Tuesday, 30 June 2009

Websiting and ponding

I spent nearly all this morning trying to work out why something on my website wasn't working properly. Eventually I tracked down part of the problem - I had a mysqli->multi_query($sql), and when specifiying the final SQL statement before the multi_query was executed, I had put $sql = 'blah blah...'; instead of $sql .= 'blah blah...';. So the none of the SQL statements before the final one were actually being executed.

But after fixing that, it still wasn't working. Eventually I tracked this down to my string replacement statement. What I was trying to do is rename a file when the title/Headline of the image had been changed, as I include the headline as part of the image filename. So I had
$filename = str_replace("$oldHeadlineForFileNames", "$headlineForFileNames", $d['f']); ($d['f'] is the current filename, $oldHeadlineForFileNames is the current headline, and $headlineForFileNames is the new headline).

So, for example, an image with a headline of 'hello' might be named 1-hello-640x480.jpg. If I then changed the headline to 'goodbye', I wanted to rename the image to 1-goodbye-640x480.jpg. The problem with my replacement code above is that if an image didn't have a headline, then I wanted to add one, it wouldn't work. The code when the variables are evaluated would basically look like:
$filename = str_replace('', "my-new-headline", $d['f']);
Which obviously won't work since it can't replace nothing with something. I had the same problem in my SQL query that updates the database with the new filename as well. So I just changed it to
$filename = str_replace("-$oldHeadlineForFileNames-", "-$headlineForFileNames-", $d['f']);
and the SQL to
$sql = "UPDATE img_dimensions_save
SET filename = REPLACE(filename, '-$oldHeadlineSQL-', '-$newHeadlineSQL-')";

and now it works properly.

In the afternoon and evening I just did some more work on my photo website. Then from about 8.00pm-9.30pm I did some more work on the pond in the garden. I did some more website stooef, then went to bed about 11.30pm.

The weather was very hot again, mostly sun with a couple of patches of cloud.

Breakfast: Bowl of Frosties; cup o' tea.
Lunch: Ham with mustard, crispy salad and sliced cherry tomatoes sandwich; banana; Rocky; cup o' tea.
Dinner: Slice of ham quiche; cous cous; salad; Caesar salad dressing. Pudding was a pancake with heated golden syrup and banana slices. Coffee; Green & Black's Maya Gold.

Monday, 29 June 2009

Websiting and ponding

Today I was just doing some more work on my website, changing the edit photo details page so that it will deal with desktop sized versions of an image.

Yesterday I tried to bid (on ebay) on a signed copy of Shenmue (jap version) for myself, and a signed copy of Space Channel 5 part 2 (jap DC version) for Moccle. However, they ended up selling for £205.05 + £5 P&P and £102.05 + £3 P&P respectively. And I thought we were in a recession!

In the evening I watched an episode of Satr Trk TOS with Moccle and L, then did some work on the pond until just after 10pm.

The weather today was really hot, and sunny most of the day. Sometimes it clouded over a bit, but was still really hot. In the evening there a was a large black cloud, which thundered a bit, but it only rained a couple of drops.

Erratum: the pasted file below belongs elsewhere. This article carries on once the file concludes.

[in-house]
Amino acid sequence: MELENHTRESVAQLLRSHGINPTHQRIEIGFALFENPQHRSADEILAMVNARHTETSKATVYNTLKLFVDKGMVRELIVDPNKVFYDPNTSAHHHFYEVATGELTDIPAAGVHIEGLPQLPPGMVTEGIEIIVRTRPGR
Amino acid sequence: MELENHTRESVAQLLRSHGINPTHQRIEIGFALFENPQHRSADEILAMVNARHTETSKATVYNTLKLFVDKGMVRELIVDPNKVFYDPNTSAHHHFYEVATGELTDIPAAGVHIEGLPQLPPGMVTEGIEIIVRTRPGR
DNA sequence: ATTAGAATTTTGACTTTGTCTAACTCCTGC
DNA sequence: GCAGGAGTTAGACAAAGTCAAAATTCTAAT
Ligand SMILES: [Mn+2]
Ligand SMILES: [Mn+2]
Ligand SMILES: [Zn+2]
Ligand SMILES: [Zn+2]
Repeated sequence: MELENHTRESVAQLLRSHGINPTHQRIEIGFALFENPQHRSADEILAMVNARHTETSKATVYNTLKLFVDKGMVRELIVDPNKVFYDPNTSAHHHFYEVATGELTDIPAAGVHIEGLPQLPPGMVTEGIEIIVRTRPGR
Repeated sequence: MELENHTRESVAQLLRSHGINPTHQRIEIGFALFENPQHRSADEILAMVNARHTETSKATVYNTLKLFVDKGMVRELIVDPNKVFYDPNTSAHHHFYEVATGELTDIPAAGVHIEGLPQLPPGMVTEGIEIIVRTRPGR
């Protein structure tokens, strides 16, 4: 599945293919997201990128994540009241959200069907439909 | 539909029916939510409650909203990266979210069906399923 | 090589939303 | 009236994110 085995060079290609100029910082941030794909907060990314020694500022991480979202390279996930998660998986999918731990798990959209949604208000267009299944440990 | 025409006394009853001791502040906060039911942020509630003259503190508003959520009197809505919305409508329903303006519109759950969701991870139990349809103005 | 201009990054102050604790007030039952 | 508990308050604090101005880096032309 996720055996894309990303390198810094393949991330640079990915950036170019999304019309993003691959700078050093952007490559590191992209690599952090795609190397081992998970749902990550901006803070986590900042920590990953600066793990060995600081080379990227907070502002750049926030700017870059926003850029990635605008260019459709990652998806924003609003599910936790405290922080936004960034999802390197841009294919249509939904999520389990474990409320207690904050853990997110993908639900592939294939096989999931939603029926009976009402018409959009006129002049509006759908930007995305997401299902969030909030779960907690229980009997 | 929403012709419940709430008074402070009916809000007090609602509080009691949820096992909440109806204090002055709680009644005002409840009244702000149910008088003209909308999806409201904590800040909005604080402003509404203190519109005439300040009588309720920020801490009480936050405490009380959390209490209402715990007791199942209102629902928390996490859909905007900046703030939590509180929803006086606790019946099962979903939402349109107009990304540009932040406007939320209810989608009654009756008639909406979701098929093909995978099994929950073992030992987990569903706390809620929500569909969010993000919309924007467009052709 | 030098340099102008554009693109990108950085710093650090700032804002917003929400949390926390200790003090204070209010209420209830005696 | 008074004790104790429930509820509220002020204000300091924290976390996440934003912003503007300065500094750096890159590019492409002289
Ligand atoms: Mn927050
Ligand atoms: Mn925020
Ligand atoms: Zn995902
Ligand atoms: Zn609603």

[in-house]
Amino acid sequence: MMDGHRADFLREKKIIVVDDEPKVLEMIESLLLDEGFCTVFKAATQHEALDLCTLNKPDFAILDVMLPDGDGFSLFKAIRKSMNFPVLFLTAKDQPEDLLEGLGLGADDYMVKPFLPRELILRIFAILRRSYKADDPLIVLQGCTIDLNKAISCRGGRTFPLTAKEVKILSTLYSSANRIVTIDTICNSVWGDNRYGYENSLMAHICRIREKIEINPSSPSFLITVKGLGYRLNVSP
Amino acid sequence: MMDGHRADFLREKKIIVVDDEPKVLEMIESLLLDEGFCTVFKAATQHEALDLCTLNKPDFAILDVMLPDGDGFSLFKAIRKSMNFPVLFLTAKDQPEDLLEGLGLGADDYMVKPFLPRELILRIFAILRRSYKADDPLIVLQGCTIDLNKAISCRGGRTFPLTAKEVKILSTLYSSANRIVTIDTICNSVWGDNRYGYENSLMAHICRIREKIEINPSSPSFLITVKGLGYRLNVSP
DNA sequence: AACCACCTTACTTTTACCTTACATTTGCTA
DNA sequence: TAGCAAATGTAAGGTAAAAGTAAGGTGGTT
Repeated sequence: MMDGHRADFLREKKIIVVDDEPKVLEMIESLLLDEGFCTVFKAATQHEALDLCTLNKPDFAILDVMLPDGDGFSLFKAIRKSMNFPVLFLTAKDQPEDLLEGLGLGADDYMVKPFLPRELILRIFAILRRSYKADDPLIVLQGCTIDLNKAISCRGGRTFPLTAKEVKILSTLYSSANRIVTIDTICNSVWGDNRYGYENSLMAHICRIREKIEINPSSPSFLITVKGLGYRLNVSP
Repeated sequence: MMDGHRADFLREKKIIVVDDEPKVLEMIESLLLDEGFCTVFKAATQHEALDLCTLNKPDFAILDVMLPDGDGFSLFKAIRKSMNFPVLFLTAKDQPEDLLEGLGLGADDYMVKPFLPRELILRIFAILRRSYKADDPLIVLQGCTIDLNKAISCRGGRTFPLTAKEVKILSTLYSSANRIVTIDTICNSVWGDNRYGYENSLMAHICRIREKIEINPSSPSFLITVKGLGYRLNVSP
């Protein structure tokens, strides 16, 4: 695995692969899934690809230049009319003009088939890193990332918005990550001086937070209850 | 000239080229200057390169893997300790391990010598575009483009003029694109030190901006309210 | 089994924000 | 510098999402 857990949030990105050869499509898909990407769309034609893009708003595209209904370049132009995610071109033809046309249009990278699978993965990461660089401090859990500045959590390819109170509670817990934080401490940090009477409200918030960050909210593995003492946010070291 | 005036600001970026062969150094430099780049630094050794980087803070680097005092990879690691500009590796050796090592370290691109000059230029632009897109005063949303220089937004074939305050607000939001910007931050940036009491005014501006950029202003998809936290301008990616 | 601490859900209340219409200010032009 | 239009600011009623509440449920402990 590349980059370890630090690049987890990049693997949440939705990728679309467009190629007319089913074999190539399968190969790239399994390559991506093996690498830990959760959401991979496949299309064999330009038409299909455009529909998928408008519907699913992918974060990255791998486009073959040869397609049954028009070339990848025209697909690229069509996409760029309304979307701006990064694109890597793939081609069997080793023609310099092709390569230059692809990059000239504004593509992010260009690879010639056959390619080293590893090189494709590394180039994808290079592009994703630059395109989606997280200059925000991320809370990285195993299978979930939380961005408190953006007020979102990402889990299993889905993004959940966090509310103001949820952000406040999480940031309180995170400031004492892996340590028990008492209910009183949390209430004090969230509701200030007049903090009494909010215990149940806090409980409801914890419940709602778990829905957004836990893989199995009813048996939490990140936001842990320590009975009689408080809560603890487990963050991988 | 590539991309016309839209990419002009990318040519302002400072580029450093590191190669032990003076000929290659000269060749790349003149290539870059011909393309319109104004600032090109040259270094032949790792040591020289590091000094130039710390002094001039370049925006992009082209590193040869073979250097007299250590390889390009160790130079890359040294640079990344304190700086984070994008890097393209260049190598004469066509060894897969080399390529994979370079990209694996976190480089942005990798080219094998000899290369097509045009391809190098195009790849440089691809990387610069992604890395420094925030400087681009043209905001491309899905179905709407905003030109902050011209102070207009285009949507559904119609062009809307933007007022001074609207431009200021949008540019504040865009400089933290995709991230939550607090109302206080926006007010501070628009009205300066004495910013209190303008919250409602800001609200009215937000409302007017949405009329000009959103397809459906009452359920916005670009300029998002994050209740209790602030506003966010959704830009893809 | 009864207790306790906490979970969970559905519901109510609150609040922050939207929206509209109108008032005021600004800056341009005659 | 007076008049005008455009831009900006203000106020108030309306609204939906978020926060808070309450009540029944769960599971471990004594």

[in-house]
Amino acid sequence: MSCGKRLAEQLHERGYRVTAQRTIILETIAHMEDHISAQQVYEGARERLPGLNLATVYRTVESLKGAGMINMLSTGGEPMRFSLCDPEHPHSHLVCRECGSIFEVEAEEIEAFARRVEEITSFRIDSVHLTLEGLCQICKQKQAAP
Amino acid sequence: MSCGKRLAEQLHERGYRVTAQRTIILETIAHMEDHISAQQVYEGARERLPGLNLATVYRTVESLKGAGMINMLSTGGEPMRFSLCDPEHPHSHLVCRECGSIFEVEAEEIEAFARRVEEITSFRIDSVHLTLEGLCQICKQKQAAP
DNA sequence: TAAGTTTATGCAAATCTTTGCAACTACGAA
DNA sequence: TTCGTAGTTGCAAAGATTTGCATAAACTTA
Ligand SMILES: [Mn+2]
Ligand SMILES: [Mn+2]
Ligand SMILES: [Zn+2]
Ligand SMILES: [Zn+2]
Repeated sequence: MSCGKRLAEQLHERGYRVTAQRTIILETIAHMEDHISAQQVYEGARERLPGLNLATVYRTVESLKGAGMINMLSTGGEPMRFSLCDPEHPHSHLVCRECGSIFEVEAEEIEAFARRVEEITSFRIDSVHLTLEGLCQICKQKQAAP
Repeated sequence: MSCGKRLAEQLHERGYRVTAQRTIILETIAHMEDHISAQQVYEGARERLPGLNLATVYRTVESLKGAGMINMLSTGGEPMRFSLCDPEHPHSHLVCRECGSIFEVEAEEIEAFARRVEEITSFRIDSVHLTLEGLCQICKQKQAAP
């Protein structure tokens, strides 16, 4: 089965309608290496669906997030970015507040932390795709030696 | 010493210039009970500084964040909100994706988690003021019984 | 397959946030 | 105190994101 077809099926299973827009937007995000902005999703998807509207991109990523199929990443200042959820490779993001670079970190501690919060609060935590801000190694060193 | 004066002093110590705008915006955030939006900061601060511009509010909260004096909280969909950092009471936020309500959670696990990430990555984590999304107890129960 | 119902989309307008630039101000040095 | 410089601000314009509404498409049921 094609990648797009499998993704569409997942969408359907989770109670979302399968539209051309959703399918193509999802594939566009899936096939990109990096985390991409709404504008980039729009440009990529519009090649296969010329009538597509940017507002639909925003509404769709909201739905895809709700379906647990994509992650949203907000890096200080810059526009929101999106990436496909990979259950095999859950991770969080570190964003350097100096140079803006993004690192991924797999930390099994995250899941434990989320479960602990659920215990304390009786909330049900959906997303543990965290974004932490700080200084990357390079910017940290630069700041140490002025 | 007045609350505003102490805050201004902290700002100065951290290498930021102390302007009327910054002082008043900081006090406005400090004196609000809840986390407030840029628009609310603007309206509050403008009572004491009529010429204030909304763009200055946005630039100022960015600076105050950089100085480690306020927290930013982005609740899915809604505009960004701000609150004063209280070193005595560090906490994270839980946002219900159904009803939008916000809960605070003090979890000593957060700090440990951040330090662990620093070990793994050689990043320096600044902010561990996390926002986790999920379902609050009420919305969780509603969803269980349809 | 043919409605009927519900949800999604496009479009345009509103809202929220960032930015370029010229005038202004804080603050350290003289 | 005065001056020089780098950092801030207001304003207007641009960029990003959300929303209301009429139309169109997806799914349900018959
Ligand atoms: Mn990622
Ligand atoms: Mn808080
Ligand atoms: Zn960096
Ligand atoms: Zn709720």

Breakfast: Bowl of Frosties; cup o' tea.
Lunch: Ham with mustard, sliced cherry tomatoes, and crispy salad sandwich; home-made cheese straw; nectarine; 1½ pieces of Fabulous Bakin' Boys' oaty flapjack; Rocky; cup o' tea.
Afternoon snack: Bowl of vanilla ice cream; cup o' tea.
Dinner: Pasta twirls; cheese sauce; broccoli; peas; chicken nuggets; ground black pepper. Pudding was tinned fruit cocktail. Coffee.

Sunday, 28 June 2009

Not much

This morning I woke up just before 6am, but I didn't get to sleep until about 1am, so I decided to stay in bed and try to get to some more sleep. It took me a while to get back to sleep (I guess I fell asleep again about 6.30am), but then I woke up again at 7am. So I decided I might as well get up.

I went on Animal Crossing, and watched some 星のカービィ with L, then went to Church. Moccle didn't go as he went to see his mates in Mansfield/Worksop on Friday evening.

After church I took L's insect tank outside as it had a daddy long-legs and a moth in there that I'd caught in my room yesterday evening. The daddy long legs was being annoying and constantly flying round, so I wanted to set it free and then see if I could get any photos of the moth. But when I let the daddy long legs out, the moth also flew away.

Normally when I release a moth during the day, it will just hide under the first leaf it can find and not fly or move about much. But this one kept flying about and flew all over the garden, then I think it went next door, but I couldn't really see as I didn't have my shoes on so I couldn't follow it. So I'm not sure it was actually a moth, could've been a butterfly.

After dinner I helped Clare and Ben re-do the pond. Yesterday Clare and Ben removed all the water from the pond, and today we removed all the soil from round the liner, and then Clare removed the liner.

After that I went on my comp, and checked Moose News blog, deviant art, dpreview, Nikon Rumors and Thom Hogan's site.

Then I watched a John Wayne film, The Comancheros, it wasn't particularly stupid, but they did kill lots of Indians, and John Wayne says that someone's parents didn't beat them enough when they were child. It was quite a good film anyway, so didn't really need to be stupid to make it good.

In the evening I did more website stuff, trying to get a div to wrap to its contents - I don't think it's possible.

Breakfast: Bowl of Frosties; cup o' tea.
After church snack: Custard cream; milk chocolate digestive; coffee.